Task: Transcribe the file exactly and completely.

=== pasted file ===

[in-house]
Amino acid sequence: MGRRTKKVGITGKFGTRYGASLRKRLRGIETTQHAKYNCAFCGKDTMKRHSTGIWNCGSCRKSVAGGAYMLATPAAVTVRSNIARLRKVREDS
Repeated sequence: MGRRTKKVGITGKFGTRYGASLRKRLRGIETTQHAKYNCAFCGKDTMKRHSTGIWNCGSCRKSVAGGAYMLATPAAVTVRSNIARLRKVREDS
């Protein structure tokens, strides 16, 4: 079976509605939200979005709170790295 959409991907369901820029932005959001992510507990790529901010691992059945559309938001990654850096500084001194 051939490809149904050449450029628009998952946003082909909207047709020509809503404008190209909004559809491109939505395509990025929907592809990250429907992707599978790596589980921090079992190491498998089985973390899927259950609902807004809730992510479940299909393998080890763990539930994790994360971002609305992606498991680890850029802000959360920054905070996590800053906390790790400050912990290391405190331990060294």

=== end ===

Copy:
[in-house]
Amino acid sequence: MGRRTKKVGITGKFGTRYGASLRKRLRGIETTQHAKYNCAFCGKDTMKRHSTGIWNCGSCRKSVAGGAYMLATPAAVTVRSNIARLRKVREDS
Repeated sequence: MGRRTKKVGITGKFGTRYGASLRKRLRGIETTQHAKYNCAFCGKDTMKRHSTGIWNCGSCRKSVAGGAYMLATPAAVTVRSNIARLRKVREDS
């Protein structure tokens, strides 16, 4: 079976509605939200979005709170790295 959409991907369901820029932005959001992510507990790529901010691992059945559309938001990654850096500084001194 051939490809149904050449450029628009998952946003082909909207047709020509809503404008190209909004559809491109939505395509990025929907592809990250429907992707599978790596589980921090079992190491498998089985973390899927259950609902807004809730992510479940299909393998080890763990539930994790994360971002609305992606498991680890850029802000959360920054905070996590800053906390790790400050912990290391405190331990060294």